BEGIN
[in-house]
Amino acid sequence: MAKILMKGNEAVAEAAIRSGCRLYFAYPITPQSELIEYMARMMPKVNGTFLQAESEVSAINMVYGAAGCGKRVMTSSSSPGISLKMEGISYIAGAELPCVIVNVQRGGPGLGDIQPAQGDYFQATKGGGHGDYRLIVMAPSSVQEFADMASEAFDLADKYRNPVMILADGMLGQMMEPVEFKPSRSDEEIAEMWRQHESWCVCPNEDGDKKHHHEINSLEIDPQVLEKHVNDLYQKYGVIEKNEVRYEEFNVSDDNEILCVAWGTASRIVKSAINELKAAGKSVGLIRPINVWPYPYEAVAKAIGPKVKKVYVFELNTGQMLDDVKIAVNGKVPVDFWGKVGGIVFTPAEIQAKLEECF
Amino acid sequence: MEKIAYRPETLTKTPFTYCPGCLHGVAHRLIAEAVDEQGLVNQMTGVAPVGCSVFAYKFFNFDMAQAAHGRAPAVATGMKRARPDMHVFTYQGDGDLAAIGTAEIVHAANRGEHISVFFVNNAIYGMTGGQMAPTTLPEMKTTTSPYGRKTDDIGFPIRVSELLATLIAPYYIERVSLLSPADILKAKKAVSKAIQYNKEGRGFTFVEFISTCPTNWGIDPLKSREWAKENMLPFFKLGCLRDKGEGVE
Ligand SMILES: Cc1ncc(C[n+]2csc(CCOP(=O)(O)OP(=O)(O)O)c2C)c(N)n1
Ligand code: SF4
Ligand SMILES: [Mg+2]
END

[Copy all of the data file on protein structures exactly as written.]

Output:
[in-house]
Amino acid sequence: MAKILMKGNEAVAEAAIRSGCRLYFAYPITPQSELIEYMARMMPKVNGTFLQAESEVSAINMVYGAAGCGKRVMTSSSSPGISLKMEGISYIAGAELPCVIVNVQRGGPGLGDIQPAQGDYFQATKGGGHGDYRLIVMAPSSVQEFADMASEAFDLADKYRNPVMILADGMLGQMMEPVEFKPSRSDEEIAEMWRQHESWCVCPNEDGDKKHHHEINSLEIDPQVLEKHVNDLYQKYGVIEKNEVRYEEFNVSDDNEILCVAWGTASRIVKSAINELKAAGKSVGLIRPINVWPYPYEAVAKAIGPKVKKVYVFELNTGQMLDDVKIAVNGKVPVDFWGKVGGIVFTPAEIQAKLEECF
Amino acid sequence: MEKIAYRPETLTKTPFTYCPGCLHGVAHRLIAEAVDEQGLVNQMTGVAPVGCSVFAYKFFNFDMAQAAHGRAPAVATGMKRARPDMHVFTYQGDGDLAAIGTAEIVHAANRGEHISVFFVNNAIYGMTGGQMAPTTLPEMKTTTSPYGRKTDDIGFPIRVSELLATLIAPYYIERVSLLSPADILKAKKAVSKAIQYNKEGRGFTFVEFISTCPTNWGIDPLKSREWAKENMLPFFKLGCLRDKGEGVE
Ligand SMILES: Cc1ncc(C[n+]2csc(CCOP(=O)(O)OP(=O)(O)O)c2C)c(N)n1
Ligand code: SF4
Ligand SMILES: [Mg+2]